Ridgeland, South Carolina
Ridgeland, South Carolina
The Ridgeland Street Clock
Location of Ridgeland, South Carolina
|• Mayor||Joseph Malphrus|
|• Total||44.7 sq mi (115.8 km2)|
|• Land||44.4 sq mi (115.1 km2)|
|• Water||0.3 sq mi (0.7 km2)|
|Elevation||56 ft (17 m)|
|• Density||91/sq mi (35.1/km2)|
|Time zone||UTC-5 (Eastern (EST))|
|• Summer (DST)||UTC-4 (EDT)|
|GNIS feature ID||1250384|
Ridgeland is a town in Jasper and Beaufort counties, South Carolina, United States. The population was 4,036 at the 2010 census, a 60% increase from 2000. It has been the county seat of Jasper County since the county's formation in 1912. As defined by the U.S. Census Bureau, Ridgeland is included within the Hilton Head Island-Bluffton-Beaufort metropolitan area.
Ridgeland was originally known as "Gopher Hill" in 1894, derived from the gopher tortoise, which is indigenous to the area. The name was not considered good enough for a new railroad station, so it was changed to "Ridgeland" in 1902 for the fact that the town stands on a sandy ridge that is some of the highest land in Jasper County.
Ridgeland is in northeastern Jasper County, with the center of town sitting on a low ridge at an elevation of 62 feet (19 m) above sea level. According to the United States Census Bureau, the town has a total area of 44.7 square miles (115.8 km2), of which 44.4 square miles (115.1 km2) are land and 0.3 square miles (0.7 km2), or 0.59%, are water. The town's area as of 2010 was 18 times greater than its 2000 area of 2.4 square miles (6.3 km2). The town limits now extend east into Beaufort County as far as the west bank of the Broad River.
Ridgeland is 36 miles (58 km) southwest of Walterboro, 32 miles (51 km) south of Hampton, 31 miles (50 km) north of Savannah, Georgia, 14 miles (23 km) north of Hardeeville, and 7 miles (11 km) east of Tillman.
|U.S. Decennial Census|
As of the census of 2000, there were 2,518 people (2,612 in 2004 estimate), 517 households, and 332 families residing in the town. The population density was 1,046.6 people per square mile (403.4/km²). There were 597 housing units at an average density of 248.1 per square mile (95.6/km²). The racial makeup of the town was 44.64% White, 49.17% African American, 0.16% Native American, 0.75% Asian, 4.69% from other races, and 0.60% from two or more races. Hispanic or Latino of any race were 7.63% of the population.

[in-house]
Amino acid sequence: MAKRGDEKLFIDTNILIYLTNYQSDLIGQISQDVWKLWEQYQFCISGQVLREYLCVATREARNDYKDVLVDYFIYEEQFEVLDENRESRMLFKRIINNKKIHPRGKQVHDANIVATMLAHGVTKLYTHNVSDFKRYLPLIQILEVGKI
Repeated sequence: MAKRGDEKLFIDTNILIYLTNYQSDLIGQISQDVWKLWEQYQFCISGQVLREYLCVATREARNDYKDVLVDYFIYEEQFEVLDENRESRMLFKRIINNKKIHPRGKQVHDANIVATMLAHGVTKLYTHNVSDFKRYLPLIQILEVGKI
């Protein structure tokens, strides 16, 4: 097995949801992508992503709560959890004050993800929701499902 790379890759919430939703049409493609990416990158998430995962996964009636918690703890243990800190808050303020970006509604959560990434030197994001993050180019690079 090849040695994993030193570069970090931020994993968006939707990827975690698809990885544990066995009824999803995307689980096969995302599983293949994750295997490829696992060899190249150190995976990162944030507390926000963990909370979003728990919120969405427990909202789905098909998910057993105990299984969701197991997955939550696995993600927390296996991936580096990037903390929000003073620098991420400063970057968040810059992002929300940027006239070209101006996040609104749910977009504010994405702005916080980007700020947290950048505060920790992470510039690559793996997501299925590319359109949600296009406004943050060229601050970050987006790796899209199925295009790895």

There were 517 households out of which 33.8% had children under the age of 18 living with them, 35.2% were married couples living together, 22.1% had a female householder with no husband present, and 35.6% were non-families. 29.8% of all households were made up of individuals and 14.5% had someone living alone who was 65 years of age or older. The average household size was 2.53 and the average family size was 3.02.
In the town, the population was spread out with 14.9% under the age of 18, 16.6% from 18 to 24, 44.5% from 25 to 44, 15.8% from 45 to 64, and 8.2% who were 65 years of age or older. The median age was 33 years. For every 100 females, there were 279.8 males. For every 100 females age 18 and over, there were 338.2 males. The presence of the Ridgeland Correctional Institution in the town limits heavily skews the sex ratio.